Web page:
While point-to-point networks can provide high-speed interconnect links, they often do not easily scale into large scale networks. Point-to-point networks are useful, however, as wireless backhaul connections between base stations in a cellular communication network or as an access point in a WiFi network to bridge into a core network. Other applications of point-to-point networks include connections to ultra-wide band (UWB) devices, cordless telephones, Bluetooth devices or other devices that have similar radio transmission features.

FIG. 4 illustrates a point-to-multi-point (P-MP) network (400) system architecture. Cellular networks such as Global System for Mobile Communication (GSM) networks and Personal Communication Services (PCS) networks are P-MP systems. A P-MP network typically includes a number of cell sites within a calling region, in which each cell may consist of three, four, or six sectors. A cell or a sector in a cell has a serving base station that is arranged to receive and transmit communications to handset devices. In a P-MP wireless local area network (WLAN), access points take the place of the base stations so that multiple data clients such as laptop computers, personal data assistants (PDAs), personal information managers (PIMs) or other wireless LAN devices can simultaneously communicate with the access points (APs). In some instances computing devices such as desktop computers and laptop computers are configured for wireless communication with a printed circuit (PC) card or a Personal Computer Memory Card International Association (PCMCIA) card.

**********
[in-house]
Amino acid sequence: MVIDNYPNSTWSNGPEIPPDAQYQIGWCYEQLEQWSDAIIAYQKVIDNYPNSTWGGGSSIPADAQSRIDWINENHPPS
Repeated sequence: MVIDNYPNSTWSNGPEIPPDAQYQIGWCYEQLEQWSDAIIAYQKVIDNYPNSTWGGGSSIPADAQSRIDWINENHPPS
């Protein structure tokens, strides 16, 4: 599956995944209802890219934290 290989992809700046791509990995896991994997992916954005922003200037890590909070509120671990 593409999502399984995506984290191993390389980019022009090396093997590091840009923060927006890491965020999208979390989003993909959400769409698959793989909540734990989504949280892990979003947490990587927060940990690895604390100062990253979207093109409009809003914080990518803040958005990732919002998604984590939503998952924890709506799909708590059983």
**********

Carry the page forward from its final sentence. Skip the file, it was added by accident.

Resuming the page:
FIG. 5 illustrates a mesh network (500) system architecture. Mesh networks may consist of many similar and/or identical devices that each serve as a mesh node in the network. Radio transmissions between adjacent nodes are similar to point-to-point systems, where devices at both ends of a radio transmission link are referred to as peer stations, which may have the same or similar minimum transmission features. When a fault occurs at one node in a mesh network, network traffic can be directed to any of the remaining nodes. Mesh networks can be used for WiFi network applications.

Frequency-Band Adaptive Communications—Generally

The present disclosure contemplates a system, apparatus and method for adaptively utilizing a combination of licensed, unlicensed, semilicensed, and overlapped frequency bands for communication. Example licensed frequency bands include cellular bands such as 800/900 MHz bands, PCS bands such as 1800/1900 MHz bands, and the 4.9 GHz band for broadband public safety. Unlicensed frequency bands include the 900 MHz band, the 2.4 GHz band, the 5.0 GHz band and the 5.8 GHz band. Example semilicensed bands include the 3.65 GHz band. Example overlapped bands include UWB bands such as 3.1 GHz-10.6 GHz.